4. Put the “detail” in “product detail page”

When’s the last time you reviewed your product detail pages (PDPs)? Take a look at them with your team and ask yourself, “If I knew nothing about the product, what does this page tell me?”

To reduce returns, you have to give customers a rich PDP with as much information about what they’re buying as possible. Selling clothes? Don’t just tell them what fabric the T-shirt is made of. Tell them what it feels like and what they can wear it with. 

You should also incorporate UGC into the “detail” portion of your PDPs. Reviews don’t have to live at the bottom of the page. Beauty brand Lush leverages awesome testimonials from customers and displays them higher up on product pages. 

e-commerce returns
Lush

Find reviews that tell other shoppers exactly how the product will make them feel. This is especially beneficial for beauty, apparel, or home brands because shoppers can’t see and feel the products in person.

5. Answer customer questions

So you’ve provided great sizing guides, added more detail to product pages, and have collected UGC in the form of reviews and images from customers. But what if shoppers still have questions about your product? You don’t want them leaving your site to get the answer, which is why many retailers are adding question and answer modules to their online stores.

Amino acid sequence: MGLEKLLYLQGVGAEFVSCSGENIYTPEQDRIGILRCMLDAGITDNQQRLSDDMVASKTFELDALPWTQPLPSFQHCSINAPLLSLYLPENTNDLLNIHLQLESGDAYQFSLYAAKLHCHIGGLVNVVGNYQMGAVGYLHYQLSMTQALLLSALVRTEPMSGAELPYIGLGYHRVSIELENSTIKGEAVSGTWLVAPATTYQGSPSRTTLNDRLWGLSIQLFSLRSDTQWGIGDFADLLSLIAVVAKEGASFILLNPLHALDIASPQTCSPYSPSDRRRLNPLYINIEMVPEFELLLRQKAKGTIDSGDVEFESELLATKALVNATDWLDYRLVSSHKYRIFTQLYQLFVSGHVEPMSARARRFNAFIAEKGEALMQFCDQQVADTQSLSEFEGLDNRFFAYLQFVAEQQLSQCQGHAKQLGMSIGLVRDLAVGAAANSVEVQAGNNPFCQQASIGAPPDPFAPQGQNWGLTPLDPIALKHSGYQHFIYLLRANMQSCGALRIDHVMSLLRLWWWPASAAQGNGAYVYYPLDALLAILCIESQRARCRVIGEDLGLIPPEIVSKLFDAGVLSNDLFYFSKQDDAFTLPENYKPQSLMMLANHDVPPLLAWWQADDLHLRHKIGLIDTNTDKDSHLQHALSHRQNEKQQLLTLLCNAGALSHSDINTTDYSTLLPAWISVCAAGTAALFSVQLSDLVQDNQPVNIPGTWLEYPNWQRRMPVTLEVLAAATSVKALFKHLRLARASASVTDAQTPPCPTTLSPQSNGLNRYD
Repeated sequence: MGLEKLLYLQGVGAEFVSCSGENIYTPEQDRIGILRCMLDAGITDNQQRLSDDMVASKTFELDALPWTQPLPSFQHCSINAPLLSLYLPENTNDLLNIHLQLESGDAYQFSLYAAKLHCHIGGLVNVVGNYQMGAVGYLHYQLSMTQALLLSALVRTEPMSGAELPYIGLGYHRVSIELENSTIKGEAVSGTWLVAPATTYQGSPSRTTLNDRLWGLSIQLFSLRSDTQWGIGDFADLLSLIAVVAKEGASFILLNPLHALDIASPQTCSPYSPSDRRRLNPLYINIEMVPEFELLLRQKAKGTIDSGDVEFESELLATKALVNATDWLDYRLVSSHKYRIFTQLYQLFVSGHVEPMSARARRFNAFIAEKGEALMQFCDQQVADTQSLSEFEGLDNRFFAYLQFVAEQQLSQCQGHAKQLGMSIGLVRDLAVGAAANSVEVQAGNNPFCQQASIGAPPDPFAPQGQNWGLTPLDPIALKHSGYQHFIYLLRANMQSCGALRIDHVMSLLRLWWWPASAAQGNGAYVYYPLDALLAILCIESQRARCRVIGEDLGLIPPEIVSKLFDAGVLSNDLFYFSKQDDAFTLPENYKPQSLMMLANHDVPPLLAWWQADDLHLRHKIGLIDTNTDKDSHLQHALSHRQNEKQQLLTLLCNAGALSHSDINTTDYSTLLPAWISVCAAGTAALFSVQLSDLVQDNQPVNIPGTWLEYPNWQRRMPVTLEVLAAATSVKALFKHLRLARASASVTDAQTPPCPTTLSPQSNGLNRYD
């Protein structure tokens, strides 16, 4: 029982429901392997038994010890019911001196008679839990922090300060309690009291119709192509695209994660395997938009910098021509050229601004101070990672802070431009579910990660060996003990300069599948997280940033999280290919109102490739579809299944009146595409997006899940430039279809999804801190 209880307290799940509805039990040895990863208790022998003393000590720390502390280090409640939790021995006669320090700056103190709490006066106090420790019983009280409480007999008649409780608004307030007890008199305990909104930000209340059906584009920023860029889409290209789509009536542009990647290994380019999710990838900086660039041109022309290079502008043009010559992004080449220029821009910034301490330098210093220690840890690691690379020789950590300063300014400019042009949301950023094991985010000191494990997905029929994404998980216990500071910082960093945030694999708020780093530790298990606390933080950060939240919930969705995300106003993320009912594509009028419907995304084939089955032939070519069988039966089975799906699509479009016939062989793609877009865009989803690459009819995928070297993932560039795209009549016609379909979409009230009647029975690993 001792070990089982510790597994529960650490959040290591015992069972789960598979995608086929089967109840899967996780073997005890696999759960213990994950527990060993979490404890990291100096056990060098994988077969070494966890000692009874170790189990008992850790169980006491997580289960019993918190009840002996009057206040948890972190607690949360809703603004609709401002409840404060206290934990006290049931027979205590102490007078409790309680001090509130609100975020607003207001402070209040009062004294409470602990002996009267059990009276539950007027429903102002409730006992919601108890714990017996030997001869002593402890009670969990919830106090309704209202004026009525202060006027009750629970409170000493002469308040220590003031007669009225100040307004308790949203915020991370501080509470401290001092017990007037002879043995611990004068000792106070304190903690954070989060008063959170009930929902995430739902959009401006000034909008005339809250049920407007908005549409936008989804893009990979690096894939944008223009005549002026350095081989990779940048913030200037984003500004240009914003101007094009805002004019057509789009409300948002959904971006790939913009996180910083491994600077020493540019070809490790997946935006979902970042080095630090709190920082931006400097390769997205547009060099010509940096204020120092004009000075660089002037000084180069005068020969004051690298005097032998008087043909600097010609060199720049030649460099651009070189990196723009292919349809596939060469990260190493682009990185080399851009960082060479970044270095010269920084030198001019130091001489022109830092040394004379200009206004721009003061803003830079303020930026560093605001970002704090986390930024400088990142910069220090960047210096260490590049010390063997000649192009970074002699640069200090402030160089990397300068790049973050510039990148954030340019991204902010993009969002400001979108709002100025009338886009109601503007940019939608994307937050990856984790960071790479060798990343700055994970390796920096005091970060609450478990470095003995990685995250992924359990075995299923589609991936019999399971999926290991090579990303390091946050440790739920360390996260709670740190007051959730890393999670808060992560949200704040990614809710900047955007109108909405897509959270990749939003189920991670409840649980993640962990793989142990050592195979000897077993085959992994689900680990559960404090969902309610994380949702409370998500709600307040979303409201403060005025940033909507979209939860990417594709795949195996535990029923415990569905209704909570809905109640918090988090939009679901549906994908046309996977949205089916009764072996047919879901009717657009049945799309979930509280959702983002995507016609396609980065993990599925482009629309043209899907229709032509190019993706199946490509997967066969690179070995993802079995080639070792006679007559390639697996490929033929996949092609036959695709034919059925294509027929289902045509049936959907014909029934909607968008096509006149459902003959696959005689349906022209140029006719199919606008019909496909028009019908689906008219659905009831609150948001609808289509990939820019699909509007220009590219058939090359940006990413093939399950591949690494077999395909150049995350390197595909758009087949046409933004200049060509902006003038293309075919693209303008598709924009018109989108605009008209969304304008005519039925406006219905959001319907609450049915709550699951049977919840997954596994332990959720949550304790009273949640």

Our own research found that brands and retailers who respond to questions onsite see a 98% average conversion lift. 

It’s pretty simple — if a shopper is unsure about a product, they likely won’t buy it. But they’ll ask the seller a question about it. Ignoring the question means the shopper either won’t purchase it, or if they do it may not be right for them. Thus, will be returned. If you do answer the question, the uncertainty is cleared up and it’s more likely to be a successful purchase, reducing your e-commerce returns rate.

Plus, you can also use questions and answers to improve product pages. If you notice the same questions coming up repeatedly, consider incorporating information that answers that question into the product description to give customers the answers they need even faster. 

6. Respond to customer reviews